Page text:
Biden Hails US Jobs Data in Latest Bid to Tout Economic Agenda

President Joe Biden said the US has the strongest economy in the world, seizing on a report showing payrolls rose by more than forecast in August even as wage growth cools and the economy faces other headwinds.

(Bloomberg) — President Joe Biden said the US has the strongest economy in the world, seizing on a report showing payrolls rose by more than forecast in August even as wage growth cools and the economy faces other headwinds.

“America’s now in the strongest job-creating periods in our history,” Biden said from the White House Rose Garden, seeking a political boost after months of struggling to sell voters on his stewardship of the economy and drawing a contrast with his predecessor and likely 2024 challenger, Republican front runner Donald Trump. 

“We’ve added 13.5 million jobs since I took office. Around 800,000 of them manufacturing jobs. We’ve created more jobs in two years than any president created in a four-year term,” said Biden. “My predecessor is one of only two presidents in history who entered his presidency and left with fewer jobs than when he entered.”

Friday’s job report, though, offered a mixed package, showing US hiring ticking up but wage growth slowing and a higher unemployment rate. The White House event was the latest bid from Biden to tout his economic agenda, dubbed Bidenomics, ahead of next year’s election with polls showing voters give his handling of the economy poor marks.

Biden traveled the US this summer to highlight the impact of his policies on local communities but that pitch has largely fallen flat with voters still worried about lingering inflation and the threat of a softening jobs market. Biden on Friday said inflation over the last three months is closer to where it was before the Covid-19 pandemic and that incomes were higher.

August data showed US hiring picking up, with the number of nonfarm jobs rising 187,000 and topping forecasts. The figure includes a drop of 54,000 in the film and trucking industries, with the Hollywood writers’ strike and the bankruptcy of Yellow Corp., weighing on those numbers.

The labor market has raised hopes the nation may avert a recession at least in the near term. Hiring and incomes have been firm enough to bolster consumer spending. Still, Friday’s report offered fresh signs that hiring has not been as strong as previously reported. June and July payroll gains were revised lower by 110,000, following data last week.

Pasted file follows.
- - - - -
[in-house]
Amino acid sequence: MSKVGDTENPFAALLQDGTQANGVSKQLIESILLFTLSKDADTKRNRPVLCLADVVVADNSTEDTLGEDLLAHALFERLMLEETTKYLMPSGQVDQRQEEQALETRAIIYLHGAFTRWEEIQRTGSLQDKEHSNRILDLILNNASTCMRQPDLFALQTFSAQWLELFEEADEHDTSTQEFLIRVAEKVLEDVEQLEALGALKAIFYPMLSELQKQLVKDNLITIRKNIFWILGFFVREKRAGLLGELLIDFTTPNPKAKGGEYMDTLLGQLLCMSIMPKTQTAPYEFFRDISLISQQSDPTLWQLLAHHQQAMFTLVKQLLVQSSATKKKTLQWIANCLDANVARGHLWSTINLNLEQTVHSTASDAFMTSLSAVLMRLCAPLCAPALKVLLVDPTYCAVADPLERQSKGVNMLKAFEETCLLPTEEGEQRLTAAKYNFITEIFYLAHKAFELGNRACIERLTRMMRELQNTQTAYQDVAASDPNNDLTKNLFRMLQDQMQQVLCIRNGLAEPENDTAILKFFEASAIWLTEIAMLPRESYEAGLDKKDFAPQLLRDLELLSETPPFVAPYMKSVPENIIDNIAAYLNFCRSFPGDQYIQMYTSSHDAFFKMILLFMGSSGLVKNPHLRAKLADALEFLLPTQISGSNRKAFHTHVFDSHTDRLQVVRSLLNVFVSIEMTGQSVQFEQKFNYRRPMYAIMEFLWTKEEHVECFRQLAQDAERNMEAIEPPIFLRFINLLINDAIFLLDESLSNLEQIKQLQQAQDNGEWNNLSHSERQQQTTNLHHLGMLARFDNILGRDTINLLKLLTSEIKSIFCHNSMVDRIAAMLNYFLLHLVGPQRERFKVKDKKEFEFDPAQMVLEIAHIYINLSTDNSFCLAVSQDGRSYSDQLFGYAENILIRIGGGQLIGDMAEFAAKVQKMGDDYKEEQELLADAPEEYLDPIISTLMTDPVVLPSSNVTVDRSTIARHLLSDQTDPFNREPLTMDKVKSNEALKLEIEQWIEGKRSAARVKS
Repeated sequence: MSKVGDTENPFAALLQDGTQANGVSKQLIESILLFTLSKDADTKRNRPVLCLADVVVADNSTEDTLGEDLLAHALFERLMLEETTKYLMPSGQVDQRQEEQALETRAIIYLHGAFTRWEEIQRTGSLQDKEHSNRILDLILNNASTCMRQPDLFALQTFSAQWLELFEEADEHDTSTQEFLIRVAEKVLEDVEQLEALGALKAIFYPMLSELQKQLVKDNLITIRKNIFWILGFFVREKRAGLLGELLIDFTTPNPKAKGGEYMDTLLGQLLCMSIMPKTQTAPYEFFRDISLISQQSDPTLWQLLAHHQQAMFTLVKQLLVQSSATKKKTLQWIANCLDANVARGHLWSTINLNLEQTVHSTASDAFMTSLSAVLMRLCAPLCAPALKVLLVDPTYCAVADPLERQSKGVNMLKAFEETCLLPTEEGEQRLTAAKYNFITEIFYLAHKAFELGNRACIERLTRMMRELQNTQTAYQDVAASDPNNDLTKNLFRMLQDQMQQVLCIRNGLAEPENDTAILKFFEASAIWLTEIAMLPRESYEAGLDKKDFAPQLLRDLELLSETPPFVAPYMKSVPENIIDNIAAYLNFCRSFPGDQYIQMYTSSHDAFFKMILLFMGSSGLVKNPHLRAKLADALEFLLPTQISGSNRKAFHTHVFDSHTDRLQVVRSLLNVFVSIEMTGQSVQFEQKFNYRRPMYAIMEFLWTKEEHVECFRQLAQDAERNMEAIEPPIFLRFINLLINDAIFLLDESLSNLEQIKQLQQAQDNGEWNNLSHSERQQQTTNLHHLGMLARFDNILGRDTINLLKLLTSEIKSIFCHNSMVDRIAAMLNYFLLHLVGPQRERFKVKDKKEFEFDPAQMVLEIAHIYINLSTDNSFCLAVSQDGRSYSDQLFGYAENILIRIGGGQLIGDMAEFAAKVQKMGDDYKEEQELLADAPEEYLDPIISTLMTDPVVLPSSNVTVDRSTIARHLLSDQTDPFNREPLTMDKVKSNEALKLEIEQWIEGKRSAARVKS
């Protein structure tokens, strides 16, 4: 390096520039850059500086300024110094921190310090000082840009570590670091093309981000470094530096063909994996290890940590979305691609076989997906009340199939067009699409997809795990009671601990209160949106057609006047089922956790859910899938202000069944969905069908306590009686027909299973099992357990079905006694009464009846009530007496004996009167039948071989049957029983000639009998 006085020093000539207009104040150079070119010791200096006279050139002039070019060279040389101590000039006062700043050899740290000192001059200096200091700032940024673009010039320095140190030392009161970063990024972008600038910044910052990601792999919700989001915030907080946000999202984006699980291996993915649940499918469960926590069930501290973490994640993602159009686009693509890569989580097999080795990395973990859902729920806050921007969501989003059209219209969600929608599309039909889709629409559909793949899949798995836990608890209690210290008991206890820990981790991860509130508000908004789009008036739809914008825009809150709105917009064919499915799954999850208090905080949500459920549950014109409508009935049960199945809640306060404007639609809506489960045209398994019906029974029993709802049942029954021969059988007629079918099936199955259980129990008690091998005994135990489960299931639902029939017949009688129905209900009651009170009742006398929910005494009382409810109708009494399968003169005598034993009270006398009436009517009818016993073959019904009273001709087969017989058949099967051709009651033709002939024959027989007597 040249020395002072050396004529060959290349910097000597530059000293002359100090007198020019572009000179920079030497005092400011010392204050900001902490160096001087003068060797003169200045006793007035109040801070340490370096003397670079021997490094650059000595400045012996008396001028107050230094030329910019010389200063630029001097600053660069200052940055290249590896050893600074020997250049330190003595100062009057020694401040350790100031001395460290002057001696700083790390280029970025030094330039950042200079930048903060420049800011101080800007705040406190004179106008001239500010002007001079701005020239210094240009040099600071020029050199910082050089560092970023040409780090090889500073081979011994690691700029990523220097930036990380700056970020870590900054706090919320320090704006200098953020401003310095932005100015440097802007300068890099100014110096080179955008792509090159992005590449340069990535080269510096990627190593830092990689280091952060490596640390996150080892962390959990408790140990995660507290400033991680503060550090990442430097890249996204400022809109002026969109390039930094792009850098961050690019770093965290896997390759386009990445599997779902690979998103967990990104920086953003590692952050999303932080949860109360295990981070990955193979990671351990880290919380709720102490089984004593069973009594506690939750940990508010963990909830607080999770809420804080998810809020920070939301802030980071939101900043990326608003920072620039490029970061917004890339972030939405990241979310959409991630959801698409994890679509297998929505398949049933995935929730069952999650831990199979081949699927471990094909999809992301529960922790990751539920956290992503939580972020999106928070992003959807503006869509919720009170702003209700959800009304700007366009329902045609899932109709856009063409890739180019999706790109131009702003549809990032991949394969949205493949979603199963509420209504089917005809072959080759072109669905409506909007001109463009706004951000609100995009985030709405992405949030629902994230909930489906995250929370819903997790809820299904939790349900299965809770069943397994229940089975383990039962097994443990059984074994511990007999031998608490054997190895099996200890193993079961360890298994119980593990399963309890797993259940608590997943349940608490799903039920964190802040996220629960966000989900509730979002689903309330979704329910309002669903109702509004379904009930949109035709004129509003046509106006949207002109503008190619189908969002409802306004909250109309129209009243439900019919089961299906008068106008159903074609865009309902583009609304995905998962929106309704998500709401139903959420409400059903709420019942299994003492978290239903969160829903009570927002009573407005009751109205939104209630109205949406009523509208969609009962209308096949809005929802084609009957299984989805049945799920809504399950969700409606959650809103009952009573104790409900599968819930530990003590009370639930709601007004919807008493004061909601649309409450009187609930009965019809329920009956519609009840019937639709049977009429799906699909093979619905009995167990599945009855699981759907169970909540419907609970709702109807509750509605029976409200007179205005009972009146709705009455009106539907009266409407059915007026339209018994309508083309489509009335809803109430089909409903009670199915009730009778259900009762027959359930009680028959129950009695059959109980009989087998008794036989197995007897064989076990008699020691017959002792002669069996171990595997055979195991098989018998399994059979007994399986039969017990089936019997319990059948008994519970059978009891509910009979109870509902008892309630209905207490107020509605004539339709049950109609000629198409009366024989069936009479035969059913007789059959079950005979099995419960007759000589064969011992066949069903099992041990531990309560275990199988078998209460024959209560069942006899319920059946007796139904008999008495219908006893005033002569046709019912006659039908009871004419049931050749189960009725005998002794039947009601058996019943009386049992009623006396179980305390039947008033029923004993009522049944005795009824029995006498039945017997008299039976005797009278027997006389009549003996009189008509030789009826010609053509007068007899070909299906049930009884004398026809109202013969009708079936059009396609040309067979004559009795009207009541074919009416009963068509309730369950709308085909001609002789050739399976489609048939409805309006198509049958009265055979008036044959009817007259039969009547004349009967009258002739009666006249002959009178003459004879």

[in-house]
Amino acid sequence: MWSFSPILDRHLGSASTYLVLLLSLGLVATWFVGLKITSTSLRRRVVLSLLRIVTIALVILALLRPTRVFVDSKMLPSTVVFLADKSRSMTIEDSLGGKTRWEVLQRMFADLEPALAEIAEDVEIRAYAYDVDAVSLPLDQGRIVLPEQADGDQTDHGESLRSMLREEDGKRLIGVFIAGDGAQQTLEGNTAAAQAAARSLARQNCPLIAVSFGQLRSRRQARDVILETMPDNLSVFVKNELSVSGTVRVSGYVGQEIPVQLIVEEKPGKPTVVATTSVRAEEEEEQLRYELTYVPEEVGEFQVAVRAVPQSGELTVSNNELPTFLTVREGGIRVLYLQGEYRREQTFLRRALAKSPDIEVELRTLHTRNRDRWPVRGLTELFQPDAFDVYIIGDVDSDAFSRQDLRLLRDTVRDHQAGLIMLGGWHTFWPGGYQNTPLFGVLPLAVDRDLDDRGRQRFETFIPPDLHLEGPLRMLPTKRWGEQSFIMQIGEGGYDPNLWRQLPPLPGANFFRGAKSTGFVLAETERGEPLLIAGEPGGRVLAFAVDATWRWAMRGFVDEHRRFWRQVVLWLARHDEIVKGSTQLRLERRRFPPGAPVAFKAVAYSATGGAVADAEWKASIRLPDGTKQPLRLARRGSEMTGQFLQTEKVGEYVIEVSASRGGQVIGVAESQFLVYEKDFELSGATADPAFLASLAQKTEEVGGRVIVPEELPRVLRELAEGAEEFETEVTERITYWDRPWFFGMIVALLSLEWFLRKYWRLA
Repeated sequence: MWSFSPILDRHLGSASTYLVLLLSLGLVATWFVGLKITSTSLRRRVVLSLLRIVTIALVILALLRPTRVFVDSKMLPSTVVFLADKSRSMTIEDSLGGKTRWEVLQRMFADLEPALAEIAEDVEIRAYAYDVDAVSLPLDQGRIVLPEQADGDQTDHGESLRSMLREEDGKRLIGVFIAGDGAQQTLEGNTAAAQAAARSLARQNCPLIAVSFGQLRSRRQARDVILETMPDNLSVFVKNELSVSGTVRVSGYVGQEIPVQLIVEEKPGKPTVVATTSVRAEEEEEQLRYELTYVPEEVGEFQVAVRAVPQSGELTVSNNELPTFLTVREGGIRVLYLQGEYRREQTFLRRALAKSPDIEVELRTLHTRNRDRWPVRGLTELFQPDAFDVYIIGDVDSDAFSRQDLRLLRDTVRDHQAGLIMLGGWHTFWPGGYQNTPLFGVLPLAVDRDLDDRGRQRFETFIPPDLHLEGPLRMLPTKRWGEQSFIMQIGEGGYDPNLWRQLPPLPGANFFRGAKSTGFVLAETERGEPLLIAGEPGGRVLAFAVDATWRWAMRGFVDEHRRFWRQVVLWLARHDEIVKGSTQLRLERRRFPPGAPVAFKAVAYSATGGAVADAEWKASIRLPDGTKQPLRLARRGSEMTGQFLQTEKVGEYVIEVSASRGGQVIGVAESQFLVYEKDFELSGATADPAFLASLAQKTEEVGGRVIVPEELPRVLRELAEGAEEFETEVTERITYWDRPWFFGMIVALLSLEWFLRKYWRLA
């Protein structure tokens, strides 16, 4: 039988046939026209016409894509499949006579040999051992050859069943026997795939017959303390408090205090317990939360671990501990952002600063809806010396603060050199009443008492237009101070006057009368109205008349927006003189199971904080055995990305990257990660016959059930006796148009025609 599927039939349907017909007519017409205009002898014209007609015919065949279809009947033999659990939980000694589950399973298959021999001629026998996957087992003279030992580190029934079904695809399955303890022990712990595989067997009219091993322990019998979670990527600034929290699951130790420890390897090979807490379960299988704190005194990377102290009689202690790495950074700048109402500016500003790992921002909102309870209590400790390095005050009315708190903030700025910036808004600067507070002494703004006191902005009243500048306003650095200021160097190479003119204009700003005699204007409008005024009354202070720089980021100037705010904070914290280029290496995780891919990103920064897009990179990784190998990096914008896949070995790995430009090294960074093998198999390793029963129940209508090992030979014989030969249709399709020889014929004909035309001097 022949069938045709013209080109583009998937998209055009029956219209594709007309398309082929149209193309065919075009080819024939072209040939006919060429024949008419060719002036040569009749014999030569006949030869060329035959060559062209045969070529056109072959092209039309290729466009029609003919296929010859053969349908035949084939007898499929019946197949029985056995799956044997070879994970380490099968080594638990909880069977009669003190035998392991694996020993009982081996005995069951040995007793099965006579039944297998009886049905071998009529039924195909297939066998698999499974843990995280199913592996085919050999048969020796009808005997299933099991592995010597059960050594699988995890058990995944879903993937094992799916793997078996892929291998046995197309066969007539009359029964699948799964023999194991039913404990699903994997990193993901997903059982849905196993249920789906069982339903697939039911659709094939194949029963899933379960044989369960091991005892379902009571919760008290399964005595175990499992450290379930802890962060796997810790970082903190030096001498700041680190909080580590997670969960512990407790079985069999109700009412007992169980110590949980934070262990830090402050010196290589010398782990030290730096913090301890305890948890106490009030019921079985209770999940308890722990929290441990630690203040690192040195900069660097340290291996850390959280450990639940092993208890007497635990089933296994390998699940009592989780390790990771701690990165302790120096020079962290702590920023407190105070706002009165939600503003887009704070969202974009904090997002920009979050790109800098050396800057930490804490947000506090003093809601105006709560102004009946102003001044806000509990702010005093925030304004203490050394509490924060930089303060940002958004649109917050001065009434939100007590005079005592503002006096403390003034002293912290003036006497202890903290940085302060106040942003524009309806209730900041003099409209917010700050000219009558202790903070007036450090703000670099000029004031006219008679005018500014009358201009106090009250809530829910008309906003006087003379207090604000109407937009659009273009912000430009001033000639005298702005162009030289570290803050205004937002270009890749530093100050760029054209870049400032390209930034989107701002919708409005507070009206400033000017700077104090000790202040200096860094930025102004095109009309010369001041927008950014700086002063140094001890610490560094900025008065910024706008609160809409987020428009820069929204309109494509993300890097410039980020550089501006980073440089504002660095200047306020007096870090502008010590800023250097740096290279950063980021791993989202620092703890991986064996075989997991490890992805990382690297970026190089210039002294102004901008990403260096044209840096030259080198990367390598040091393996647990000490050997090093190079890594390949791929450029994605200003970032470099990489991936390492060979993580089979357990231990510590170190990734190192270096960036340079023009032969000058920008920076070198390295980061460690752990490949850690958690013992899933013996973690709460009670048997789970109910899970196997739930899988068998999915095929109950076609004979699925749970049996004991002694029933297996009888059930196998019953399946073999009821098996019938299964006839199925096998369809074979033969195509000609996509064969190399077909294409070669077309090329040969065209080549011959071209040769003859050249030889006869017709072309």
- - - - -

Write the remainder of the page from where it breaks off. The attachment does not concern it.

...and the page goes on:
Unemployment rose to 3.8%, reflecting growing labor market participation. That in turn could help soften wage pressures. Average hourly earnings were up 0.2% from July, the smallest increase since early last year, and up 4.3% from a year earlier.

Friday’s data is the last jobs report the Federal Reserve will see before its policy meeting this month. Policymakers are expected to keep rates steady but Chairman Jerome Powell has signaled interest rates could rise further should the economy and inflation fail to cool.

The economy remains a vulnerability for Biden in polls despite positive economic data in recent months, as recent data on a manufacturing boom, job gains, strong gross domestic product growth and easing inflation fail to resonate with voters.

At last week’s first Republican presidential debate, candidates on the stage lambasted Biden’s policies on the economy and vowed to undo them if elected.

Biden also faces fresh economic concerns with the United Auto Workers threatening a potential strike if they cannot reach a new agreement with Detroit’s legacy automakers. Last week, the union said its rank-and-file members had voted to authorize a strike against General Motors Co., Ford Motor Co. and Stellantis NV, maker of the Jeep and Chrysler brands, if a deal is not reached by a Sept. 14 deadline. 

Biden has said he is concerned about the prospect of a strike, urging both sides to reach a “fair” agreement.

The president also faces the risk of a government shutdown. Leaders in both parties on Capitol Hill say a stopgap spending bill will be necessary to avoid a partial shutdown after the current fiscal year ends on Sept. 30, but conservative House Republicans are demanding spending cuts and restrictions on funding for Ukraine in exchange.

–With assistance from Jenny Leonard and Michelle Jamrisko.

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